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An Expanded Introduction to Agile Software Development
By no means a new development methodology, Agile development sees a resurgence in popularity, particularly from smaller development teams that can take full advantage of its unique benefits. Agile software development specializes in rapid iteration, focusing on end-user needs, proposing that the fluid and flexible design process results in a better product for the customer.
While it can be difficult to work with this methodology when scaled to larger products, it provides some clear benefits to developers who embrace it. Even larger developers can see some benefit from Agile thinking, and hybrid methodologies have been proposed and seen success in enterprise-scale projects.
The main benefits of Agile revolve around a direct-to-customer iterative development process that focuses on finding out what the end-user is going to need, developing it, and getting it quickly into the hands of users.
Producing continuous and functional iterations on software, Agile developers can get a constant flow of feedback, testing, and real-world usage information to further iterate on during the next cycle. Proponents of the methodology cite this as a primary reason the Agile development leads to happier customers and a better product.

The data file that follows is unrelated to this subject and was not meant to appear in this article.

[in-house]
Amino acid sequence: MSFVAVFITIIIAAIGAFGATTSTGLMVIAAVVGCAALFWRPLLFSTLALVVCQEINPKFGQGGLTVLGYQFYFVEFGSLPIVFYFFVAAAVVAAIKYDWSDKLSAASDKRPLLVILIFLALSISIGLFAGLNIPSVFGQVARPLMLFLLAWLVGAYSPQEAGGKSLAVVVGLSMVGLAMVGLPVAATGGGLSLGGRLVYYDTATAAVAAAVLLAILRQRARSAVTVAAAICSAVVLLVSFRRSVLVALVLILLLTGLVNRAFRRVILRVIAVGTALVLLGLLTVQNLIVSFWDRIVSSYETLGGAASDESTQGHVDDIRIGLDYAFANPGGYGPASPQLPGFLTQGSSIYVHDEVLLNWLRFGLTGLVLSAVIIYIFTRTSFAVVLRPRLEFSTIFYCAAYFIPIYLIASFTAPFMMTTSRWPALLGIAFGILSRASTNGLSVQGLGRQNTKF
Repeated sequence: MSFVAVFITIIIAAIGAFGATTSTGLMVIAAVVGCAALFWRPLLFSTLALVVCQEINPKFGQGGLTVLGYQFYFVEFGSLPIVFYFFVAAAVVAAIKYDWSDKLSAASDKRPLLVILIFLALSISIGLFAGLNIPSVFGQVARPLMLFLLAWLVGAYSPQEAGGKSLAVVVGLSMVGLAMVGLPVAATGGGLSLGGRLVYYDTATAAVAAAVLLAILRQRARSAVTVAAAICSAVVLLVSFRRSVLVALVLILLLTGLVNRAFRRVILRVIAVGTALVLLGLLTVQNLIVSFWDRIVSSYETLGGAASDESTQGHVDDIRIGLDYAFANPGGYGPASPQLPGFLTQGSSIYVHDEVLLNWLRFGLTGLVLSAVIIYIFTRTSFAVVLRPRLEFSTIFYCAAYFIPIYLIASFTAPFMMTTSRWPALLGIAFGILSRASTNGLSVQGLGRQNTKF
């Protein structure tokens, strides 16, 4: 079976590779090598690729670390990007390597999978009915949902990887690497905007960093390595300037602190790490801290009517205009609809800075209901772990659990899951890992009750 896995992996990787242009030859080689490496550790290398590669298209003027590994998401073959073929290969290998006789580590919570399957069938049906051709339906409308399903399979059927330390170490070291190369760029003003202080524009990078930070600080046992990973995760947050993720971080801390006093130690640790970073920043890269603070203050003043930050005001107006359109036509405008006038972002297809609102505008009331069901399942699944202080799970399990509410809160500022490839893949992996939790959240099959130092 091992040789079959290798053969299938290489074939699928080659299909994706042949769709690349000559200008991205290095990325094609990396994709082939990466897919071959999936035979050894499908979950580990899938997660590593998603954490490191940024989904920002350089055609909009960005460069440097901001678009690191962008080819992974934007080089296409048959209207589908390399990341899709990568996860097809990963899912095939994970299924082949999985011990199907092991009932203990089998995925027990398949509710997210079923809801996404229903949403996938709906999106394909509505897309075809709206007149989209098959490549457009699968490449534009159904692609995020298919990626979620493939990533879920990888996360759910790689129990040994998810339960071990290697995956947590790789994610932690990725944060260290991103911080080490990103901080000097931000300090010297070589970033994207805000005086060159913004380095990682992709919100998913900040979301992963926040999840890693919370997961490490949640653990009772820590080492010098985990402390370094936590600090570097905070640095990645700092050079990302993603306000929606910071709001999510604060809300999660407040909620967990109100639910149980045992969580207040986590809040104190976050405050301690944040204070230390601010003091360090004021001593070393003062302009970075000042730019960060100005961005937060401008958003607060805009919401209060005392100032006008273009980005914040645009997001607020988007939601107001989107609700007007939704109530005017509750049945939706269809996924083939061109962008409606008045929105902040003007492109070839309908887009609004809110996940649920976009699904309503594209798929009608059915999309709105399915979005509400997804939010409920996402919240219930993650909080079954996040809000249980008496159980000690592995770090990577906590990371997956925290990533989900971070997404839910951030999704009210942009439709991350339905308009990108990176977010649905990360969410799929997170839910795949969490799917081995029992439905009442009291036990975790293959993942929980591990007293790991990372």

Agile: A Brief History
The origins for Agile can be traced all the way back to the ’50s, but the current iteration we see today, with clear guidelines for its use, is largely rooted in the software boom of the ’90s. When software development was undergoing a transition from large corporations and well-funded research use to “garage development,” more rigid software development methodologies slowly gave way to iterative processes that made more sense for smaller development teams. Early versions of iterative processes, like Scrum in 1995, arose from a demand for a more cost-effective, personnel-driven development methodology that heavyweight entries lacked.
The Manifesto for Agile Software Development was written in 2001 by seventeen developers working together in Snowbird, UT. This could be considered the official birth date of Agile itself, though many development processes were collectively titled agile development methods throughout the ’90s.
This documentation laid out the tenants and processes that began the framework for the Agile methodology.
Early Agile development faced some unique challenges. Kickback from larger developers who saw the Agile methodology as “anti-methodology” led to some stigma around its use, particularly in the late ’90s. The process was sometimes seen as a lazy way to circumvent proper development.
The publishing of the Agile Manifesto helped to dispel some of the negative reception of agile development methods, giving the software community a clear set of tenants and processes that could be used to execute an iterative software process effectively.
Agile development continued to gain traction throughout the early-to-mid 2000s and saw a rapid increase in use after 2010. With independent software studios cropping up almost everywhere, Agile development has become the preferred method for small teams worldwide.
Other Applications for Iterative